# Cyclic iterator in both directions

I am trying to make a cyclic iterator that works backwards and forwards. getNext() gets the next array item, getPrevious() gets the item before the last returned one from getNext(). This seems to work, but there must be a better way. How can this be refactored?

var cyclicIterator = function (arr) {
var index = 0;
var length = arr.length;
var current;
return {
getNext: function () {
current = arr[index];
index = (index + 1) % length;
return current;
},
getPrevious: function () {
index = arr.indexOf(current);
if (index === 0) {
index = length - 1;
}
else {
index = index - 1;
}
current = arr[index]
return current;
}
};
};

• What about your current code makes you think it needs improvement? To be honest, I don't see any glaring problems. – Greg Burghardt Oct 27 '14 at 14:13
• @GregBurghardt there's still things to point out. – Pimgd Oct 27 '14 at 14:23
• What you can and cannot do after receiving answers – Brythan Oct 27 '14 at 14:47
• Please leave the original code intact, now that answers have been posted. If you'd like further review, post a new follow-up question. – Jamal Oct 27 '14 at 14:52

Is there any reason why getPrevious resorts to using indexOf? As far as I can tell, it can only cause problems.

For instance:

var array = [1, 2, 3];
var iterator = cyclicIterator(array);

iterator.getPrevious();


Since current is declared but hasn't been assigned a value, this will call arr.indexOf(undefined) and then proceed to subtract 1 from that. I doubt that's going to work out.

Alternatively, I might do this:

var array = [1, 2, 3];
var iterator = cyclicIterator(array);
iterator.getNext(); // current is now 1
array[0] = 2;       // change the first element in the array
iterator.getPrevious();


Now, getPrevious will call arr.indexOf(1) and get -1. And it will then subtract 1 from that. Again, I doubt it'll work out.

I'd also wonder why there's no getCurrent function. In fact that's what getNext does. It for some reason returns the current index, only incrementing the index afterwards. Meanwhile getPrevious decrements the index before returning anything.

You also store the length of the array when you receive it, which could lead to some weird stuff if the array is later modified.

For instance:

var array = [1, 2, 3];
var iterator = cyclicIterator(array);
iterator.getNext(); // index is now 1
array.splice(3);    // clear the array
iterator.getNext();


That last call will calculate 2 % 3 which is, well, 2. But that index doesn't exist anymore.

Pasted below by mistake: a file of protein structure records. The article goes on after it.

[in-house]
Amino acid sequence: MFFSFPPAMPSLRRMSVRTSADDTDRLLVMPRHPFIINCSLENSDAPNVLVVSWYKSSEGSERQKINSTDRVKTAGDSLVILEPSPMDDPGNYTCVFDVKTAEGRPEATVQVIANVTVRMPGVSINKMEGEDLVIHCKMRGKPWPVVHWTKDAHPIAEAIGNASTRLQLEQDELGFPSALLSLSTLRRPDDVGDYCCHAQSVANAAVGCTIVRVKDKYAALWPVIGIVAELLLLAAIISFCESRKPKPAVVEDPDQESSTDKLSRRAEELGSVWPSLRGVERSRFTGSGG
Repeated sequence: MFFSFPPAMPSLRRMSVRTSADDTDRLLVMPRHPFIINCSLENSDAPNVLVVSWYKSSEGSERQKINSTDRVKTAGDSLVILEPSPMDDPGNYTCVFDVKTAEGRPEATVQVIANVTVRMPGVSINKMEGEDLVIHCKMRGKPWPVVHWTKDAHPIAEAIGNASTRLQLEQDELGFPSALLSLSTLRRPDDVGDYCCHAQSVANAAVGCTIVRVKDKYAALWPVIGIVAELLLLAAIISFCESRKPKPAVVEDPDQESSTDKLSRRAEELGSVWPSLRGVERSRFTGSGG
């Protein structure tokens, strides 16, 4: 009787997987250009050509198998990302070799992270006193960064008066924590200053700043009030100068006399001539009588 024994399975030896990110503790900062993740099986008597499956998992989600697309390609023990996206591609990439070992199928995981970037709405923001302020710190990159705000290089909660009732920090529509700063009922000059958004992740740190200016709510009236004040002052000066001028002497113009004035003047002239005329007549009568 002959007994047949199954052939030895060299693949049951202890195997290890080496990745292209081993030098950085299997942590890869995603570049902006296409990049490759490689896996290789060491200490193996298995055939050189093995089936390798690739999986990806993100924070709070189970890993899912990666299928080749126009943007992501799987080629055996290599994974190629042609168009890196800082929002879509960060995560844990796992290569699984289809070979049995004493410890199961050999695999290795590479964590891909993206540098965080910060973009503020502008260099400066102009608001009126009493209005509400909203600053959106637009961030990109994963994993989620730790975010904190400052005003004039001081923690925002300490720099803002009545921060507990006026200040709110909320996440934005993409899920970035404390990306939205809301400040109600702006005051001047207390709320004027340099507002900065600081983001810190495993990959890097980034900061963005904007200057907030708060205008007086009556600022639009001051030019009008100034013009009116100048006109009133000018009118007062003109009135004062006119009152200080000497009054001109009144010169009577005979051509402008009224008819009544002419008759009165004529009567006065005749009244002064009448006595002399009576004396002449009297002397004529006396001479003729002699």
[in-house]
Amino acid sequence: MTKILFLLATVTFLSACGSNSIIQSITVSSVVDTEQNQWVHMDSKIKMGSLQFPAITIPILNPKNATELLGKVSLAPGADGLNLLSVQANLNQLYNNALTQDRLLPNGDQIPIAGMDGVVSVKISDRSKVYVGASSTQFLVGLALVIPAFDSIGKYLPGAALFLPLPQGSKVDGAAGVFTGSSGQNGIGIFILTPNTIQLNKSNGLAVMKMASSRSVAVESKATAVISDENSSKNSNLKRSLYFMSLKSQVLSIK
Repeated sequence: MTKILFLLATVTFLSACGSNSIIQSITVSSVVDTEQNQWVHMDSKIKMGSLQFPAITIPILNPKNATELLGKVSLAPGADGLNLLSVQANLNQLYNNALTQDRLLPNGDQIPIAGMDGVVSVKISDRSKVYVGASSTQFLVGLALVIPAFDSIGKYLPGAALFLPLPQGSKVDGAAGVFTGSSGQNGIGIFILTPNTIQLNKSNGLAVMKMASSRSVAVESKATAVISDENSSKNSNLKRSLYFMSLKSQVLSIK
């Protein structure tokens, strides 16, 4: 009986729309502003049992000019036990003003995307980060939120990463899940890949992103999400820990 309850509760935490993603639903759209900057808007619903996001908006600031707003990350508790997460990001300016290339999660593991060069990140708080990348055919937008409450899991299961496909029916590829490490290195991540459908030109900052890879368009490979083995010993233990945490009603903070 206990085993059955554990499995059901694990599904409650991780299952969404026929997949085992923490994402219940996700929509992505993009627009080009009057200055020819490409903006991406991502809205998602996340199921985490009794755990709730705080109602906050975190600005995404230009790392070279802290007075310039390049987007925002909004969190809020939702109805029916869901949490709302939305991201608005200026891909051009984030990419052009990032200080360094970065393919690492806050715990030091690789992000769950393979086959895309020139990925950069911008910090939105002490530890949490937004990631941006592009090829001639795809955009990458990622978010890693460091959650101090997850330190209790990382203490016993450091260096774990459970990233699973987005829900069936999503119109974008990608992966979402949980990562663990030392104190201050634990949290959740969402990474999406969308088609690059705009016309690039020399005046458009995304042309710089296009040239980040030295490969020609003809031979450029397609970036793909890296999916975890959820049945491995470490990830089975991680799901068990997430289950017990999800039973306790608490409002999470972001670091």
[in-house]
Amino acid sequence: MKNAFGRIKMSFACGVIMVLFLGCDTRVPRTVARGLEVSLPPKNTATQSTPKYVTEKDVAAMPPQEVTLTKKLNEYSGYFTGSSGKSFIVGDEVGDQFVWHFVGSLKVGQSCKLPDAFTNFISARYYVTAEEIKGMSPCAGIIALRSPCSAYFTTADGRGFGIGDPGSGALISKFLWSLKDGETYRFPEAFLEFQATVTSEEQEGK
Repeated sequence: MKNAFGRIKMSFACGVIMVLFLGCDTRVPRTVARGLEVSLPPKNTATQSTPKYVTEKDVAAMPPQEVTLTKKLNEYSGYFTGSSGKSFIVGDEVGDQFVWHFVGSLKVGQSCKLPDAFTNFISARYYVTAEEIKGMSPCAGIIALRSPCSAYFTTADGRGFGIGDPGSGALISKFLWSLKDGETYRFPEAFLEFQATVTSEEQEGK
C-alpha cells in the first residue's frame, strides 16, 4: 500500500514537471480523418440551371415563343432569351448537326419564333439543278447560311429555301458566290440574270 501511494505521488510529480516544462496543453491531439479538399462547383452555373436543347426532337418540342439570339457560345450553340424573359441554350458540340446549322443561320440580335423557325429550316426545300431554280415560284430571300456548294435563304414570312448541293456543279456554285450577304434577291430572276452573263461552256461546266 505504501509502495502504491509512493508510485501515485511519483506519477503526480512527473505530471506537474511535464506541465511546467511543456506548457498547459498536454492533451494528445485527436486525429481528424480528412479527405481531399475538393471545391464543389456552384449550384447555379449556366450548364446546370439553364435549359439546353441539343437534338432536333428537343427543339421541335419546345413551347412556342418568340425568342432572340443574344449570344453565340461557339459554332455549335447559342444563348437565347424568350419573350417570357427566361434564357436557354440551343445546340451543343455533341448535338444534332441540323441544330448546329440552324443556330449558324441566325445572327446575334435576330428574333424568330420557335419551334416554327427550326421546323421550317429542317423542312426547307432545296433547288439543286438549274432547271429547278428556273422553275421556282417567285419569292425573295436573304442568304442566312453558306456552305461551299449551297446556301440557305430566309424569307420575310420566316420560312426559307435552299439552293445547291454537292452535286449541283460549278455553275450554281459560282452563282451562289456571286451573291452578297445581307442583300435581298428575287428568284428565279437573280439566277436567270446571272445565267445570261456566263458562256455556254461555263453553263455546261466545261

You could simply skip caching the length, but that could still get weird. getNext would start skipping places when "looping around", if the array's been truncated after the iterator was created.

var array = [1, 2, 3];
var iterator = cyclicIterator(array);
iterator.getNext(); // index is now 1
iterator.getNext(); // index is now 2
array.pop();        // remove one item from the array
iterator.getNext();


With no caching of the length, the last call will calculate (2 + 1) % 2 which is 1. But that'll skip index 0.

So I'd simply copy the array, to make sure there's always something to work with.

var cyclicIterator = function (array) {
var index = 0;
var copy = array.slice(0);

return {
getCurrent: function () {
return copy[index];
},

getNext: function () {
index = ++index % copy.length;
return this.getCurrent();
},

getPrevious: function () {
if(--index < 0) {
index += copy.length;
}
return this.getCurrent();
}
};
};

• var a = [1,2,3,4]; var d = cyclicIterator(a); in your code d.getNext() returns 2. – django Oct 27 '14 at 15:02
• @django Sure, but getCurrent will return 1. Question is what you consider "next" and "previous" when you haven't actually done anything yet. If you want, you can replace it with your increment-after solution. – Flambino Oct 27 '14 at 15:08
• so in your code i will use first getNext() and getPrevious() to move through items and use getCurrent() to get the current item. – django Oct 27 '14 at 15:12
• @django Yes, if you want. I'm not saying my code is the only way to do it, though. – Flambino Oct 27 '14 at 15:14

If you retrieve the iterator, then call getPrevious on it, it fails.

To fix this, you should set current to arr[0].

Consider returning no iterator for empty arrays too.

var Iterator = (function () {
function Iterator(toIterate) {
this.index = -1;
this.toIterate = toIterate;
this.length = toIterate.length;
}
Iterator.prototype.getNext = function () {
this.index = (this.index + 1) % this.length;
return this.toIterate[this.index];
};
Iterator.prototype.getPrevious = function () {
if (this.index < 0) {
this.index = this.index + this.length;
} else if (this.index === 0) {
this.index = this.length - 1;
} else {
this.index = this.index - 1;
}
return this.toIterate[this.index];
};
return Iterator;
})();


My last version is this. I have changed it in to a class. As before I am keeping track of the index, to return the next or previous item, in the index property so here there is no need for the var current current item variable and index = arr.indexOf(current).